The National Model Railroad Association's national convention is in Sacramento, California this year during the first week of July. As an added bonus for the folks travelling from around the country, the organizers have also set up a bonus "Advance Section" the weekend before so attendees can visit model railroads in the San Francisco Bay Area.

The Vasona Branch will be part of the Advance Session festivities, with operating sessions on Friday and Sunday, and I'll also have the layout open for the south bay tours on Saturday morning. If you're coming out to X2011 and want to see the Vasona Branch, plan to head out to Silicon Valley for the Advance Section before the big week in Sacramento!

Tuesday, May 10, 2011

More interesting 20's and 30's photos

LA's blogdowntown has an article on pneumatic plague outbreak in LA in 1924, and includes some neat photos of the back streets of LA during that time. If you need some ideas about what the wrong side of the tracks looked like in California in the 1920's and 1930's, check them out.

My favorites was a shot of SP's Central Station from a nearby street, and another of houses in Chinatown hanging off a hillside with some frightening bracing holding them up.

I've got a Classic Miniatures mining cabin kit somewhere around here; I ought to try to build it to imitate one of the houses in these photos.

Monday, May 9, 2011

Scenery in Vasona Junction

One of the key aspects of a model railroad is that it shows all the unlovely spaces in the world: warehouse canyons, weed-covered sidings, tracks through barren fields. Railroads might go through occasional photogenic locations, but most of the spots are definitely not on the average tourist's itinerary. Unless they're visiting the Society for Industrial Archaeology conference, of course.

For me as someone who's already confessed to be a model railroader partially as an outlet for the frustrated architect within, the lack of attractive buildings is a bit annoying. If I was trying to build models of attractive 1930's buildings, I'd build a model of downtown San Francisco, or of Sutro Baths, or some Greene and Greene houses in Pasadena.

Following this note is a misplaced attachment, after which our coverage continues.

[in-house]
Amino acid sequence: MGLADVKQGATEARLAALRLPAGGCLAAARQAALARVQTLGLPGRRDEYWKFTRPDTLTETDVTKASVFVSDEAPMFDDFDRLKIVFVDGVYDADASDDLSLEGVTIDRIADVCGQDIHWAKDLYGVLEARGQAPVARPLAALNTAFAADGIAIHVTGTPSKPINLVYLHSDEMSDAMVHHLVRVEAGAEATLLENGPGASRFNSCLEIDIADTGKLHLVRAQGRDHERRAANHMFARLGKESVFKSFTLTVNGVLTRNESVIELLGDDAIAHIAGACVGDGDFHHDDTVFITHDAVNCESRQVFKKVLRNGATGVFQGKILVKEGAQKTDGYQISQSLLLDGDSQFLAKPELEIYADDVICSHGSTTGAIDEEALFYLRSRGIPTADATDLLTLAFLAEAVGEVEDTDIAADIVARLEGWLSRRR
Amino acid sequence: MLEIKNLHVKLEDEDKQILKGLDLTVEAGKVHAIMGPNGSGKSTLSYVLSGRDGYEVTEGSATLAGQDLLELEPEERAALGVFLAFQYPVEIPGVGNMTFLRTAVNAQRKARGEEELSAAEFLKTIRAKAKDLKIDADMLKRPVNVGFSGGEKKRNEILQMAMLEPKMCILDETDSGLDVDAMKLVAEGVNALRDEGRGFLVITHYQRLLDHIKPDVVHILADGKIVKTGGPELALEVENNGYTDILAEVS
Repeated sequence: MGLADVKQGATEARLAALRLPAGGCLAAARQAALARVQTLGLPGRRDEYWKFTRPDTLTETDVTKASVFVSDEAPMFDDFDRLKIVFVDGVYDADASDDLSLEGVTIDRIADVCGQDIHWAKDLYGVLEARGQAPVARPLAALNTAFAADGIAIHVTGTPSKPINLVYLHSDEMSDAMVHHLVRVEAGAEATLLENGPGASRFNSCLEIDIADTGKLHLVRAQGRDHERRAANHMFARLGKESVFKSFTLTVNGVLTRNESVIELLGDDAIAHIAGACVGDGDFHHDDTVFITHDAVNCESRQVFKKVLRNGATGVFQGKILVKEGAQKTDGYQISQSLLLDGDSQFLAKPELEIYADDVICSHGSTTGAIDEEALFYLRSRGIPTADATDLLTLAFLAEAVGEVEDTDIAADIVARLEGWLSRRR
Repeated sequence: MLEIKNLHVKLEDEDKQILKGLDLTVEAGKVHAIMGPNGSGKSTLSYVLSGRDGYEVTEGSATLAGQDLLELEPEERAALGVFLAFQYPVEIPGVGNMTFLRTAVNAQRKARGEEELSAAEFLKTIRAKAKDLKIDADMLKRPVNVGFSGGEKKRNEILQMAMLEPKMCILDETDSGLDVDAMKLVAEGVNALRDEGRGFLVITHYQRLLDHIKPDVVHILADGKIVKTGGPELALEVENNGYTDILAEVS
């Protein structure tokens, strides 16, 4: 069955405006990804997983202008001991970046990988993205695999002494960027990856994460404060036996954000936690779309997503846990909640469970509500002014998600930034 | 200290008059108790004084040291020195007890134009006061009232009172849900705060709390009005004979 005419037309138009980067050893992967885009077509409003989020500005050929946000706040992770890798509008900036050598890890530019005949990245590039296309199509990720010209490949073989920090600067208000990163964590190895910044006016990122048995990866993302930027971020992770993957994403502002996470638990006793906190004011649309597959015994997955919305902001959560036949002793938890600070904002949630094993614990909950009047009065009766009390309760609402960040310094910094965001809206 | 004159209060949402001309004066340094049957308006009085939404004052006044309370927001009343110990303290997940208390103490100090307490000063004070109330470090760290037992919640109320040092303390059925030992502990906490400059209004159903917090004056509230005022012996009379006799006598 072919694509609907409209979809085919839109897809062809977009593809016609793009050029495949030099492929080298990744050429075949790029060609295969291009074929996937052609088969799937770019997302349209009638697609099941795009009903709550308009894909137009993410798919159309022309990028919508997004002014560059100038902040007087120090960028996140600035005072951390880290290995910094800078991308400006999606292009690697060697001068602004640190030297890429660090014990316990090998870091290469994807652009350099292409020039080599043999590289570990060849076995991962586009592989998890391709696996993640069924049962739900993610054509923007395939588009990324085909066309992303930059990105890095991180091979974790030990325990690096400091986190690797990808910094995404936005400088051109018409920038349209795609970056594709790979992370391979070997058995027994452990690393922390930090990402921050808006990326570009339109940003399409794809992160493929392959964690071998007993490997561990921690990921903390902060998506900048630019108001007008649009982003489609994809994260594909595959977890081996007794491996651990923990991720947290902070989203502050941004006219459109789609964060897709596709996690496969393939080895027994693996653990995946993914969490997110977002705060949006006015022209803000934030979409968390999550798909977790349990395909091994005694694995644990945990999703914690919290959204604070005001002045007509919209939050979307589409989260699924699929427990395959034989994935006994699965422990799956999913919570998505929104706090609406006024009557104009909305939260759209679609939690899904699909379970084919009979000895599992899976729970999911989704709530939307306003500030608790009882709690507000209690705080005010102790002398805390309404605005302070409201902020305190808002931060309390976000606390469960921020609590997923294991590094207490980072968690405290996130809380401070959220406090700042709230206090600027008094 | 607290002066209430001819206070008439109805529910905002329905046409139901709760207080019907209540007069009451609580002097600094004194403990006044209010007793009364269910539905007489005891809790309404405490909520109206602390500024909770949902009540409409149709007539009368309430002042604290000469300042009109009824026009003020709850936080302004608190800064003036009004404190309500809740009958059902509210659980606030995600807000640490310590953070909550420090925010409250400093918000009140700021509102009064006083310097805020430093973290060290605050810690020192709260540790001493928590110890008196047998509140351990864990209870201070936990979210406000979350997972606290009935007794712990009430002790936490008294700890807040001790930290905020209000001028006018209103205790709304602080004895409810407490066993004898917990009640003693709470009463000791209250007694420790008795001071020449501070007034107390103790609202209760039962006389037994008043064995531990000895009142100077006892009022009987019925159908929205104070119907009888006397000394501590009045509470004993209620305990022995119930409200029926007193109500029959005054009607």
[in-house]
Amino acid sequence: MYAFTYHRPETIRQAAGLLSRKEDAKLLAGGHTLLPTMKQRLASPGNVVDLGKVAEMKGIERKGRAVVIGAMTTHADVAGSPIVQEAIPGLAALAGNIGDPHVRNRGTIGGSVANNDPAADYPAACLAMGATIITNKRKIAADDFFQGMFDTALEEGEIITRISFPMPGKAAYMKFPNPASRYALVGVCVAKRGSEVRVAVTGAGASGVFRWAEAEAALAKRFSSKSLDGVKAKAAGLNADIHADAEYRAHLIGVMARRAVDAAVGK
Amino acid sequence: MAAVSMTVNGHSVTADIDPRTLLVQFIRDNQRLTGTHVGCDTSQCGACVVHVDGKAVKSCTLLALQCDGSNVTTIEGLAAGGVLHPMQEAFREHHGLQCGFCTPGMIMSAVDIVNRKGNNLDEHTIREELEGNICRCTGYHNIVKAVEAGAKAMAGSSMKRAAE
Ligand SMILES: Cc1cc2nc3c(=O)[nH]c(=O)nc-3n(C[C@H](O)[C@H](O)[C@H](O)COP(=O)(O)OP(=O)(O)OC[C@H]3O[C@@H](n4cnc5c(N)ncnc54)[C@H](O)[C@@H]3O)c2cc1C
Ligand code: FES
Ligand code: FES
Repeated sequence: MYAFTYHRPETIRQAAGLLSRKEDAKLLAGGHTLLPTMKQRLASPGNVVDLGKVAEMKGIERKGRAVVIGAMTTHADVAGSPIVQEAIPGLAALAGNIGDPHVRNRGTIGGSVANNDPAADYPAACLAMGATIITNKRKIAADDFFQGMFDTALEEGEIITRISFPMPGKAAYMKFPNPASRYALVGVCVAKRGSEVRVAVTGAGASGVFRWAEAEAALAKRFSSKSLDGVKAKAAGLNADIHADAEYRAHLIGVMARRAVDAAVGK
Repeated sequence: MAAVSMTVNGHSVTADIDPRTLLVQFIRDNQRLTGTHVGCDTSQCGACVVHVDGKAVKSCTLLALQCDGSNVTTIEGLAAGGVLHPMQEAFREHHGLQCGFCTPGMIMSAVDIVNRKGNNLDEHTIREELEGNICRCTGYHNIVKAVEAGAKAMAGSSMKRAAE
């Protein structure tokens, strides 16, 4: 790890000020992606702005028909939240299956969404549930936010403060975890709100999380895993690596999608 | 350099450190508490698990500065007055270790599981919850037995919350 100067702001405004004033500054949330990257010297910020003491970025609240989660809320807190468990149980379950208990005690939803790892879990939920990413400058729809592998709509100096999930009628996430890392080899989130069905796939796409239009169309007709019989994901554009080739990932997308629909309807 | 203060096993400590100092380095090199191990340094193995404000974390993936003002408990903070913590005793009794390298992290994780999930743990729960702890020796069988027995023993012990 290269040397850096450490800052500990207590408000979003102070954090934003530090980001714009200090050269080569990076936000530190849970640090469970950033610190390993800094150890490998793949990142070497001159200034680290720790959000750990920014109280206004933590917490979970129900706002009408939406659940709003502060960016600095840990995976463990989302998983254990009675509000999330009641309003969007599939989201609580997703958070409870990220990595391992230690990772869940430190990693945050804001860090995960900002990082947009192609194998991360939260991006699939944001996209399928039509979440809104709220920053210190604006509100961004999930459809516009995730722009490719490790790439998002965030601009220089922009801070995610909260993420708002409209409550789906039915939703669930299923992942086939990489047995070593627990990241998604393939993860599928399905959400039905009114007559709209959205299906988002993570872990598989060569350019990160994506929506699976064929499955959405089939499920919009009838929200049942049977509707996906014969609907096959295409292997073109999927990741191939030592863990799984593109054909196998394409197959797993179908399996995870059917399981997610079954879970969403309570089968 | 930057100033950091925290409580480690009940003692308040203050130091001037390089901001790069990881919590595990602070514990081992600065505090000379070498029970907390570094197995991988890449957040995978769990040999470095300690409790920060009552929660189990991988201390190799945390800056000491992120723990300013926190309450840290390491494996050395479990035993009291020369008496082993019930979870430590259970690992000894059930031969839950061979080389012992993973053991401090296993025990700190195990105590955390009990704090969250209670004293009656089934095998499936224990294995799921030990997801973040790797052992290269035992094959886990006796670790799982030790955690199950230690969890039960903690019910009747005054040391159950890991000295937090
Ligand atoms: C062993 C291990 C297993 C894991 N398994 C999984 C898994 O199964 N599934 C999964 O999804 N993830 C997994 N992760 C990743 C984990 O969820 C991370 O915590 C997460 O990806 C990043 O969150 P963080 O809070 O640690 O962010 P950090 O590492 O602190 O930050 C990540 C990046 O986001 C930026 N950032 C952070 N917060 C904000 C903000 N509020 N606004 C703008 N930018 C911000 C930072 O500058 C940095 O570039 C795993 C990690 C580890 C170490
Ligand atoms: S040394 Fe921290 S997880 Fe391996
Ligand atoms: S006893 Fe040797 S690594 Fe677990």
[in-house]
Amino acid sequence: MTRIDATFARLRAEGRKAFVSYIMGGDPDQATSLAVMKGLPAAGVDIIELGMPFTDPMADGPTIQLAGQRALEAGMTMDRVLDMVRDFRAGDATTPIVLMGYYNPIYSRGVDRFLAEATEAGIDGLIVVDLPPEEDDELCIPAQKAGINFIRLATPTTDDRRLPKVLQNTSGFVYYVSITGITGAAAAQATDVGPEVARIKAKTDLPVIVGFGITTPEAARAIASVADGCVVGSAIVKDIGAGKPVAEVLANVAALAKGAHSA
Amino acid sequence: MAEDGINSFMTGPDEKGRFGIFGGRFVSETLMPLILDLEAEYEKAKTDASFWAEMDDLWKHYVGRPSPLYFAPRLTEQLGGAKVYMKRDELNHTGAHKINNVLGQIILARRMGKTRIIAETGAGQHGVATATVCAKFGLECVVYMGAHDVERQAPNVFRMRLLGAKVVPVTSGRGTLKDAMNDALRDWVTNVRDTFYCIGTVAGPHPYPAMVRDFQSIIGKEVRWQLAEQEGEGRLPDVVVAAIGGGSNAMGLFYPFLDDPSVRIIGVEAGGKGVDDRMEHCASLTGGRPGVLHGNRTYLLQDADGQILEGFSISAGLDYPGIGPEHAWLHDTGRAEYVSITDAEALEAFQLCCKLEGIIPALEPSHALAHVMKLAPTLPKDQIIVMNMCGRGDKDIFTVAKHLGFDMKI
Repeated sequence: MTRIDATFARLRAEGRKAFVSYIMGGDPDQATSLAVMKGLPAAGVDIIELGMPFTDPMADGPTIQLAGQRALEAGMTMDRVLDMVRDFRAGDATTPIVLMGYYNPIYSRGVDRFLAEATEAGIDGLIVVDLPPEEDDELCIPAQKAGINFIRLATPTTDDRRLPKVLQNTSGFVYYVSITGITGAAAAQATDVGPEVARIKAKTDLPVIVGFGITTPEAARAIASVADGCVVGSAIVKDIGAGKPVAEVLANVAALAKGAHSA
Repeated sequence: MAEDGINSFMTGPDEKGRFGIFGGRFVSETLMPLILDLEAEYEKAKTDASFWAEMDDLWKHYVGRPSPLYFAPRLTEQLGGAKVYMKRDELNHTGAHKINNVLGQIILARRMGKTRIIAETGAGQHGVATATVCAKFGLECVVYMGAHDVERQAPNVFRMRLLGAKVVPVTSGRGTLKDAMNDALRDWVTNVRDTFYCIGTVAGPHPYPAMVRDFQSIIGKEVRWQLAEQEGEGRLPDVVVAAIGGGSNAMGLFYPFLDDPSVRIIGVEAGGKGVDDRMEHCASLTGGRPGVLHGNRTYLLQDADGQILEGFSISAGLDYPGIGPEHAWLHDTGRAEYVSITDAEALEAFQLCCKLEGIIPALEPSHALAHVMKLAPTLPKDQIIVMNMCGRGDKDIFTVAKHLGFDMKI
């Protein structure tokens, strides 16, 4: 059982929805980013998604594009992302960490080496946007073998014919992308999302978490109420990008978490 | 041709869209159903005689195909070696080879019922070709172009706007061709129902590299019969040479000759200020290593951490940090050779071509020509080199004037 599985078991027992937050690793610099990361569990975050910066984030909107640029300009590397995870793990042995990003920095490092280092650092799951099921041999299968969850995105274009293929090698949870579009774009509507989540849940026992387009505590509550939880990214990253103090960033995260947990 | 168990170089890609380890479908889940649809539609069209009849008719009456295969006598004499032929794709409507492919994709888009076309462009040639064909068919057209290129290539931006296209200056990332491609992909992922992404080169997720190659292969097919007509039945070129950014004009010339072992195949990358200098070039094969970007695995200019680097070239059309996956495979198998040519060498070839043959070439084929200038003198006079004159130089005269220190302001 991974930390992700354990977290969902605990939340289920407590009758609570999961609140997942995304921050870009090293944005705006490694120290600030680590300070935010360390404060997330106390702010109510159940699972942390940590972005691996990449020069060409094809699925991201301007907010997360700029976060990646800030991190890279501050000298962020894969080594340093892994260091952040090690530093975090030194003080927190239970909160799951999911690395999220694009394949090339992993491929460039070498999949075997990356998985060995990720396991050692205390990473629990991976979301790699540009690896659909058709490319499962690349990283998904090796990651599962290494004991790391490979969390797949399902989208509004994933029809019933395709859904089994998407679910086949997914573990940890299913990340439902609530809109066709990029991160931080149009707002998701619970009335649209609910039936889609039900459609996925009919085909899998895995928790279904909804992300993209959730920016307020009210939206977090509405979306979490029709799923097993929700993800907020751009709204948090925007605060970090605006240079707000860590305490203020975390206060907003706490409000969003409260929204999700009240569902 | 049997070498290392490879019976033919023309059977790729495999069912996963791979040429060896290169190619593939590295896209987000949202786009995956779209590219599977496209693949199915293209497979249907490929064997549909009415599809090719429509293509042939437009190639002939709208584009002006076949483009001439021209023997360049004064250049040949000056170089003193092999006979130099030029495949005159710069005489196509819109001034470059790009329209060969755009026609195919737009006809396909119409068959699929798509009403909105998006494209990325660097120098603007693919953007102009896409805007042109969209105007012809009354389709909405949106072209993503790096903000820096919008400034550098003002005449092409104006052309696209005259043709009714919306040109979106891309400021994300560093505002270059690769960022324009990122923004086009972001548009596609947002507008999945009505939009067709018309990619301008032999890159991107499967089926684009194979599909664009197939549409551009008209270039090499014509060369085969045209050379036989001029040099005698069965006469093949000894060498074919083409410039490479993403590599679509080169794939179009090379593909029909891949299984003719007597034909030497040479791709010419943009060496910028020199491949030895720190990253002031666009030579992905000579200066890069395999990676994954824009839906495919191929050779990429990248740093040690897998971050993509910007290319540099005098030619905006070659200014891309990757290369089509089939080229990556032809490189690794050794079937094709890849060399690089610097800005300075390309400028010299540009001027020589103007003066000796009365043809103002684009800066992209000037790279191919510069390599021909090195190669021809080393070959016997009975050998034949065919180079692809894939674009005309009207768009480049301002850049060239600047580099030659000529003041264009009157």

There's always modeling Fourth Street in San Jose back in the early 1930's when freight trains ran past nice victorian residences, but that's still an outlier.

But that's not where the trains ran, and that's not what the hobby's about. The next area on my layout to be scenicked is one of those unlovely spaces - Vasona Junction, where the Mayfield Cutoff from Palo Alto and Los Altos hit the former South Pacific Coast mainline from San Jose to Los Gatos. Vasona Junction wasn't much in the 1930's, or even the 1950's - a barren, empty place in the middle of prune orchards where two railroad lines came together. Even now, it's not much more than a cluster of tilt-up warehouse buildings next to the 85 freeway. There was so little there, why would I even model it?

Well, there's a bunch of reasons.

  • That's what the Santa Clara Valley was like - a rural area covered with orchards and with occasional roads connecting the various farms. The scene is a nice reminder of what's in between all the other scenes I model.
  • It's a somewhat interesting location operationally with its wye and signals, and a train order book hidden in a shack next to the tracks. The wye is also handy for the model railroad as a place to turn trains that end in Los Gatos.
  • Even with its plain look, there were still interesting details, and there's the challenge of making this wide spot along Winchester Road into a scene worth displaying on the model railroad.
Searching through the old photos at the Los Gatos History Museum and in the Railroads of Los Gatos book, I've got a list of key details for Vasona Junction.
  • First of all, Winchester Road (leading from Santa Clara, past Sarah Winchester's strange Victorian house, and straight to Santa Cruz Avenue in Los Gatos) parallels the track from Campbell to Vasona Junction. At Vasona Junction, the wye crosses Winchester Road twice, pulling the railroad and scenery together.
  • There's also the ubiquitous orchards lining both sides of the road, power poles and railroad signalling poles paralleling the road with weeds and bushes covering the space between the poles.
  • At the actual junction, assorted signals, crossing signals for Winchester Road, and station signs fill the otherwise empty scene.
  • Because Vasona Junction was a real junction, the railroad needed a train register book to help train crews know whether a conflicting train had gone by. The train register booth appears in many photos as the only structure visible in the area.